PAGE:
Is Manasseh Sogavare or Japheth Waipora serious? I am not going to defend the failure(s) of this government, but for the Leader of Opposition and his spokesman, Waipora to claim that this government has done nothing to stop the rising costs of food and fuel is not only absurd, but misleading.

Where were you (Sogavare and Waipora) - seven months ago - when the cost of a 20-kg bag of rice was almost $SBD120 in Honiara and about $SBD200 in some provincial centres?

Prior to Sogavare's election as Prime Minister in April 2006, the cost of a 20-kg bag of rice then was less than $SBD80 in Honiara and more than $SBD130 in some provincial centres.

After the burning down of China Town and the shops that were providing services to the populace in selling goods and the subsequent election of the Sogavare-led government after the chaos, prices of food and imported goods in Honiara almost jumped three-fold. No one from the government then cares to express concern about it.

During Sogavare's reign as PM, nothing was done about the soaring cost of living, food and fuel prices; instead his government dedicated its entire energy and resources toward keeping and defending the controversial appointments of Julian Moti as AG and later Khan as Police Commissioner.

For almost a year and half or more, the current Opposition was in government. Instead of the leadership taking bold steps in tackling major economic, social and political challenges, it opted to fight aid donors - not in a small way but big time! Australia was one of its targets.

Again, I am not really sure about the 'promises' made by Dr Derek Sikua during his campaign to become the Prime Minister then. But all I know, according to public records, the decision by Dr Sikua and Gordon Darcy Lilo to cross over to the Opposition then and led the charge that toppled the Sogavare-led government was on the basis that they were fed-up with Sogavare's dictatorial attitude and uncompromising leadership style.

Besides the above reason - one wonders - did Sogavare do/done anything then as Prime Minister to stop the increasing food and fuel cost, which he is now using it as a political ploy and blaming the current government? I am told that the cost of a 20-kg bag of rice in Honiara today is around $SBD200 in some shops, and I guess in most provincial centers, the cost is around $SBD300.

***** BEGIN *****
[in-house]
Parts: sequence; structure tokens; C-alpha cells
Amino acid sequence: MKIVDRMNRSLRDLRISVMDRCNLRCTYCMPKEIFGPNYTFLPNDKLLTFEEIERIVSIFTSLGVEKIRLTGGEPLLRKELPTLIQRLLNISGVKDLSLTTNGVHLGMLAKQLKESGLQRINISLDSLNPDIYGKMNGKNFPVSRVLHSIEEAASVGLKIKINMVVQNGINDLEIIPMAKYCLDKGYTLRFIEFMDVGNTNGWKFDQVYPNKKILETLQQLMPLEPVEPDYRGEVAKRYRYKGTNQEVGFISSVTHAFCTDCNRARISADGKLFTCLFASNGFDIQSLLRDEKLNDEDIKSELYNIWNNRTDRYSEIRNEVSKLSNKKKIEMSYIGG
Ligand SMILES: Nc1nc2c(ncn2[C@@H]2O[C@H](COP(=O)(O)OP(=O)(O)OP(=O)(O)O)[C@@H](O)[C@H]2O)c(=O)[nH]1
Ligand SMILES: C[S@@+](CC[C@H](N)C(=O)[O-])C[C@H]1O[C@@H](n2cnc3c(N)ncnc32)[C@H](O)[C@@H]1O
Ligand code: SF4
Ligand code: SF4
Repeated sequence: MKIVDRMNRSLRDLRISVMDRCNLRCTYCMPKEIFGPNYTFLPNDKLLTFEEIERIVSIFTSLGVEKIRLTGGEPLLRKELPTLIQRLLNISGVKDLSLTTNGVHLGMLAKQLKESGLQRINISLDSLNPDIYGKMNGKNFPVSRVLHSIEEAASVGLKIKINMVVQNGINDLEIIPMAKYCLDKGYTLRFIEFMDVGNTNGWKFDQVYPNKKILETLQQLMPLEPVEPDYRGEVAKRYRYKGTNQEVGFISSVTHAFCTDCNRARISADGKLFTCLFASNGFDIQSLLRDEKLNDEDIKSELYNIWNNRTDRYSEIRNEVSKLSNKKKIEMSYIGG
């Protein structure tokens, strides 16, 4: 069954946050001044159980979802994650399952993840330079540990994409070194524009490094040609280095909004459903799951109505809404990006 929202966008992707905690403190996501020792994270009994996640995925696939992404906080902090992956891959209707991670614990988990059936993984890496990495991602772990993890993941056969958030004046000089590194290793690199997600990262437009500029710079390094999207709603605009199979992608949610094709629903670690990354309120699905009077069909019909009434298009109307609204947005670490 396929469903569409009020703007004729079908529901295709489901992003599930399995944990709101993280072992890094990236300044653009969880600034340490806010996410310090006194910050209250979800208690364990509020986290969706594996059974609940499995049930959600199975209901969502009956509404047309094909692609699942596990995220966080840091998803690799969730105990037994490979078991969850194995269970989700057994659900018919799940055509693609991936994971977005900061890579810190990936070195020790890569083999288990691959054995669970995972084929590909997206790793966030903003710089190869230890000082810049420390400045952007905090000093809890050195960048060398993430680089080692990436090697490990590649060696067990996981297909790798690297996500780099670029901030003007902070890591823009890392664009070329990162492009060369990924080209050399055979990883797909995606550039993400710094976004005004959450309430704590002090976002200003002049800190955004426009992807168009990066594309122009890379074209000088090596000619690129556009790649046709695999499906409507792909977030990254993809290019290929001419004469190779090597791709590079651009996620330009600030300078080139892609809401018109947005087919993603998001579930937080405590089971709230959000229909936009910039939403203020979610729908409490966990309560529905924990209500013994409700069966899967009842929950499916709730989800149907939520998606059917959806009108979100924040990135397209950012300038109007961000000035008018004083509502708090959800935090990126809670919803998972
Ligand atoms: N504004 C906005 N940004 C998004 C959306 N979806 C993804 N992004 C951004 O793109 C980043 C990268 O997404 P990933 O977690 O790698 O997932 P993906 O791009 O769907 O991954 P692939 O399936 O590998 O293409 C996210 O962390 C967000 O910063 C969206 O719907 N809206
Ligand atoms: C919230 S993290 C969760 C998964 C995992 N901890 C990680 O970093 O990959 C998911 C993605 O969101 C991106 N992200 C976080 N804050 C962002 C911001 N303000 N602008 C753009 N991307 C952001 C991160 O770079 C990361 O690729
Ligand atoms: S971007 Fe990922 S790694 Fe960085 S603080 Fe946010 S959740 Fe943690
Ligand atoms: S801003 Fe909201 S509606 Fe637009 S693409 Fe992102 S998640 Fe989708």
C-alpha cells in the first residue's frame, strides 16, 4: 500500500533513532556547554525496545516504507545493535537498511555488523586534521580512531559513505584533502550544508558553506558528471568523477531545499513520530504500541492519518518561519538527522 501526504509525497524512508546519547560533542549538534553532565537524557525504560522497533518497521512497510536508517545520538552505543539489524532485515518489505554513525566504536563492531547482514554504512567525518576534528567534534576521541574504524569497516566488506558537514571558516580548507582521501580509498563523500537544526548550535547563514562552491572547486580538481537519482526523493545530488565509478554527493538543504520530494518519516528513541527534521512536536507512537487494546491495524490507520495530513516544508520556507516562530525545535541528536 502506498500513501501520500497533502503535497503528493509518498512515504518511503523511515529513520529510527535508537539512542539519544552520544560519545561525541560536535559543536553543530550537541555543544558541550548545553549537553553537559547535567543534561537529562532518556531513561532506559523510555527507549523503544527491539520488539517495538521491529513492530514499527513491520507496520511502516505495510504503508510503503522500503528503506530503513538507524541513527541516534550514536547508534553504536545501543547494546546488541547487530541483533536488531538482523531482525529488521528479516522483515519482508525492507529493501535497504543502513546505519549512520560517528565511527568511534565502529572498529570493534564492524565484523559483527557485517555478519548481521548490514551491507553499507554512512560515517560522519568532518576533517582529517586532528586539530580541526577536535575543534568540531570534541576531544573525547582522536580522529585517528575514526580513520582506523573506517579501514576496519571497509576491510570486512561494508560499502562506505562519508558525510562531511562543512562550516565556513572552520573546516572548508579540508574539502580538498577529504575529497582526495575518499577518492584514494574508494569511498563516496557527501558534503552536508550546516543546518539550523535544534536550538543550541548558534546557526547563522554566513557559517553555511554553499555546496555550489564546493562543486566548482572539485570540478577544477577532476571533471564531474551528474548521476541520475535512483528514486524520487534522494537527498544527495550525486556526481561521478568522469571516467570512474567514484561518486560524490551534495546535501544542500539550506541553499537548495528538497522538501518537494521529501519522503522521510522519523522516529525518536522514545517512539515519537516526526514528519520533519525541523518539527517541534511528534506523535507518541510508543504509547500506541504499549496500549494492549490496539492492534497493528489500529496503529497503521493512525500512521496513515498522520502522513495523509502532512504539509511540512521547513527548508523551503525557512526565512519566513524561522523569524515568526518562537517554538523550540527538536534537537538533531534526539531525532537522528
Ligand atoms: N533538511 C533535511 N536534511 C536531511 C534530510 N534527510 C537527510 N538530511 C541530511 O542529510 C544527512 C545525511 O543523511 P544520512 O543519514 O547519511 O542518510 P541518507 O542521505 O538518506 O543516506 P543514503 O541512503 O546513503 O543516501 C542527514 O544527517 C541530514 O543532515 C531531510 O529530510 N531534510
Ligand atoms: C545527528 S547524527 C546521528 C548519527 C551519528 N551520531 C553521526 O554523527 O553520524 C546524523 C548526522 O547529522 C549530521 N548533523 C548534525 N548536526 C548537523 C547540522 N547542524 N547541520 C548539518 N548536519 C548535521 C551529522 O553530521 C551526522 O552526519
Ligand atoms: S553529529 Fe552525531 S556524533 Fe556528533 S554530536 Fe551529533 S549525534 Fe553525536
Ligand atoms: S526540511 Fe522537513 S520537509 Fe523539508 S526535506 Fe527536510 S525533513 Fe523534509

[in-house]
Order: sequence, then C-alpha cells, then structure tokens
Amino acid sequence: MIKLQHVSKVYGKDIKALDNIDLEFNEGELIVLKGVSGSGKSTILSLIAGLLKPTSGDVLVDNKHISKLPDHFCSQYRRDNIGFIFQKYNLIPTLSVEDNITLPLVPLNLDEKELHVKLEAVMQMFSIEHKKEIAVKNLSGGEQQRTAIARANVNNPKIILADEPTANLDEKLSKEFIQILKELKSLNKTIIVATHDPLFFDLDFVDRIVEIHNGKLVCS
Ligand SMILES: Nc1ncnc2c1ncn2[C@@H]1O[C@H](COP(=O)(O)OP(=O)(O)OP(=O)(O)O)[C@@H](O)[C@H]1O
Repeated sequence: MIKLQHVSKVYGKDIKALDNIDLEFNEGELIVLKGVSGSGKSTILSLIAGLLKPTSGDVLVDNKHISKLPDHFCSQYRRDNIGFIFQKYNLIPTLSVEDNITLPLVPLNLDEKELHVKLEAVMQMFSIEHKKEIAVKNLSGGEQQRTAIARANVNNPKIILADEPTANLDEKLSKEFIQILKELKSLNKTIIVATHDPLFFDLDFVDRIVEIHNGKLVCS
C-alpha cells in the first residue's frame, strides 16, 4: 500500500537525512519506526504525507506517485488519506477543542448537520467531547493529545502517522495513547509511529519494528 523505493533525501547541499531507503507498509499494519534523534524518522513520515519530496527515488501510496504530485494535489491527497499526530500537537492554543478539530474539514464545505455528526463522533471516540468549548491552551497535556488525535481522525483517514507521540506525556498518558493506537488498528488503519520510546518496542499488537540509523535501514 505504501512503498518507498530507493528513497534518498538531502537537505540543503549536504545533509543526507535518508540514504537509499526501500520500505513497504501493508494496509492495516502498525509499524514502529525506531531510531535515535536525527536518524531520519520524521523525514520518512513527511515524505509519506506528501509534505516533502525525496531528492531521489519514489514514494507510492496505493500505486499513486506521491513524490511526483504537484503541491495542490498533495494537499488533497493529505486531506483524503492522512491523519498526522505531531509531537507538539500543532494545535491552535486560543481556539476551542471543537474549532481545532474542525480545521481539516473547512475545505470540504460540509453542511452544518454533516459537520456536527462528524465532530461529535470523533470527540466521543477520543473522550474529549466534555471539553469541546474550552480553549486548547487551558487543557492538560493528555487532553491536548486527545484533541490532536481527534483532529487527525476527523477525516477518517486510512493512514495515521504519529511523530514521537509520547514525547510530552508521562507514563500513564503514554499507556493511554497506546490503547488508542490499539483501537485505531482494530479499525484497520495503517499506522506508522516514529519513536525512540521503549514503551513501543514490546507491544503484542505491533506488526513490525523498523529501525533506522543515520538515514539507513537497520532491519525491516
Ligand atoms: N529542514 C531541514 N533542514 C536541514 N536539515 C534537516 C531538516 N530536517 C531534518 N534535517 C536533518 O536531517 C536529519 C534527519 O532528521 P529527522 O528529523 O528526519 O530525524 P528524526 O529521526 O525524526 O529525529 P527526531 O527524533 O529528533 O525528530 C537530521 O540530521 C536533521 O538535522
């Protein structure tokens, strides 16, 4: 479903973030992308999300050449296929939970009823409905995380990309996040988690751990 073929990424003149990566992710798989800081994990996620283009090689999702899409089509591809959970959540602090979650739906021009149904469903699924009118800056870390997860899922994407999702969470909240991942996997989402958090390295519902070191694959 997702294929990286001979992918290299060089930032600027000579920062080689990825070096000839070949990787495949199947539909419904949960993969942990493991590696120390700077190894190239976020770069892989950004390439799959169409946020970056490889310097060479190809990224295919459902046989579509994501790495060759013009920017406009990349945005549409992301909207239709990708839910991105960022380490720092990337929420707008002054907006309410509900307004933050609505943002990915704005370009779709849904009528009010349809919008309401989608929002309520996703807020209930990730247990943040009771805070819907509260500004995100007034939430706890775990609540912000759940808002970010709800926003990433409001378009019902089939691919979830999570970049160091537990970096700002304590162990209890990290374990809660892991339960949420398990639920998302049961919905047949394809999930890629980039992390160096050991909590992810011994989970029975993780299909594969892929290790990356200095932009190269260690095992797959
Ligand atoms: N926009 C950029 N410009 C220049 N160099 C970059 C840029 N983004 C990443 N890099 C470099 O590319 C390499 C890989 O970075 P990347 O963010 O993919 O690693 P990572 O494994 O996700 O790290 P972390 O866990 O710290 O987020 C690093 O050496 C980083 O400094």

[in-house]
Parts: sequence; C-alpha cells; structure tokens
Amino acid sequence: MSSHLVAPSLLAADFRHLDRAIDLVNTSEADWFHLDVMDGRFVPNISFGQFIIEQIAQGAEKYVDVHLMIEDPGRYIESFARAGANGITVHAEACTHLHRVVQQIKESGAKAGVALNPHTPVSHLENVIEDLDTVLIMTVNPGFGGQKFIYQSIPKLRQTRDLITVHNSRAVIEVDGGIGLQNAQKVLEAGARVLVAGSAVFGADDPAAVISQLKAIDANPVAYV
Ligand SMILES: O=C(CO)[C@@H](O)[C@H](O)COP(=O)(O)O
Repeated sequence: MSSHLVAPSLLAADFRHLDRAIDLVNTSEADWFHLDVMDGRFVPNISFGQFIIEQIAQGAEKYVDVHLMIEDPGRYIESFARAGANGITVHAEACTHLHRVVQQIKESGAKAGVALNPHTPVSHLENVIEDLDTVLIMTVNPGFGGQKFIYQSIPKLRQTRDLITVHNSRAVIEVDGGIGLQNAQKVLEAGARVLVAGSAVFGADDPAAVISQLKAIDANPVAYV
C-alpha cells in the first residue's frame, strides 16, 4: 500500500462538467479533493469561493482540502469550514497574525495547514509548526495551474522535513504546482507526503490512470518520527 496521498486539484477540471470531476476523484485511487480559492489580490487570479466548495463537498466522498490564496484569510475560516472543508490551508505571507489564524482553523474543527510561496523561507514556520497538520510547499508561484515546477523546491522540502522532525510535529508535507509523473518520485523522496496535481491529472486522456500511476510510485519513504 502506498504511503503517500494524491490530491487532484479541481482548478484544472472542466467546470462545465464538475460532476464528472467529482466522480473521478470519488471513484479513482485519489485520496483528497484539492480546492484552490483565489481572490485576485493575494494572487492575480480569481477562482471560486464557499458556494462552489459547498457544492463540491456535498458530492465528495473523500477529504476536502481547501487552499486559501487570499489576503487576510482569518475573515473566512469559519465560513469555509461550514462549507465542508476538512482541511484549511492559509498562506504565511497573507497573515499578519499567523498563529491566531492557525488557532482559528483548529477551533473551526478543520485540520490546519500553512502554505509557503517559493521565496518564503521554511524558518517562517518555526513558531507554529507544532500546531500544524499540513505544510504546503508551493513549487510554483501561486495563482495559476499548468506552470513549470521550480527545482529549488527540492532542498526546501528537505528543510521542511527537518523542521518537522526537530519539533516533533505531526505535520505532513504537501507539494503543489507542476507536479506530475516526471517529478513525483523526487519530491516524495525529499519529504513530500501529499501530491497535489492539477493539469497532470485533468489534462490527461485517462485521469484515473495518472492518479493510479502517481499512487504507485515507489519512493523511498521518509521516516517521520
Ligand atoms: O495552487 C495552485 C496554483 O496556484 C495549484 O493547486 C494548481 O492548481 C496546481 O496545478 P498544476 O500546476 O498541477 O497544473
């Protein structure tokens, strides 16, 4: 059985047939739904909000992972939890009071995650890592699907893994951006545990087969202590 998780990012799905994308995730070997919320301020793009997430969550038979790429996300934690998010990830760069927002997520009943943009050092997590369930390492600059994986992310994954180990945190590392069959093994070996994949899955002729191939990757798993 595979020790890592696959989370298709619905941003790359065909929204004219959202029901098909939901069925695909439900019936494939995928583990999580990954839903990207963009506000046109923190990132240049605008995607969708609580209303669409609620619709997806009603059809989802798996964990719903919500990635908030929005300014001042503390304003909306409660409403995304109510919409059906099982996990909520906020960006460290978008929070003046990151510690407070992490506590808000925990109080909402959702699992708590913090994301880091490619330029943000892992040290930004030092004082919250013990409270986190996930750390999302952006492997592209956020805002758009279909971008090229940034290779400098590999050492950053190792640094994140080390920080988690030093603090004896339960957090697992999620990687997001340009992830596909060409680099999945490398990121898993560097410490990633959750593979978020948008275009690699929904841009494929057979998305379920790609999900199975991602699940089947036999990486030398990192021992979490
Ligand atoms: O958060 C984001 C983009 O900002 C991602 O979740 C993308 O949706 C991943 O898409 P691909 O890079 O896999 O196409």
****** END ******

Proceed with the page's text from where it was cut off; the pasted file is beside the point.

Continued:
Additionally, the increasing price of fuel in Honiara, which is now around $SBD8 a litre and $SBD14 a litre in some provincial centres, is a challenge that neither the current government nor any future government will have any direct control over it.

Solomon Islands relies heavily on imported fuel and goods. The country has no manufacturing industry and almost every single thing is imported. Additionally, her economic base is very narrow. As a result people are bound to experience tougher times ahead with soaring prices of imported goods, including food and fuel.

The situation is worsen by the weakening Solomon Islands dollar value, which almost meaningless when exchanged with the Australian dollar, where fuel and other goods are imported (Shell and Mobile Oil).

In an international scale, the soaring prices of food and fuel are becoming a global phenomenon and Solomon Islands is no exception. The least this government can do is to plan for the next ten to 20 years for domestic production of goods/food and cutting levies on current food and fuel imports. Any other alternative - let economists and the Central Bank deal with it. But first of all, the country's leaders have to provide leadership maturity and show seriousness in harnessing political and economic stability.

I guess the best solution for the Leader of Opposition and his supporters and colleagues is to stop blame-shifting and barking about issues that they were once unable to address. You were once on the helm of the country's steering wheels as a Prime Minister, not ones but twice, but failed to deliver.

It is time to stop playing political mind games with the conflict-and-social-dislocation weary people of Solomon Islands and show genuine leadership and maturity in dealing with issues that are threatening the very fabric of society.

We don't want another round of the Moti saga, childish boycotting of forum meetings, attempt to kick RAMSI out, fighting aid donors, severing diplomatic ties, using of divisive languages and political rhetoric, deportation of diplomats and law abiding foreigners for doing their jobs, employment and protection of foreign rejects, appointment and employment of cronies and wantoks to top political and bureaucratic positions, and using magicians and sorcerers as advisors - just to mention a few.

Allow Fred Fono and Dr Derek Sikua to finish what they have started - the road to recovery and mending of international relations. In this way, we can hope for a better future with stability and security - the two vital pillars to economic recovery and developmental progress that were missing in the past regime.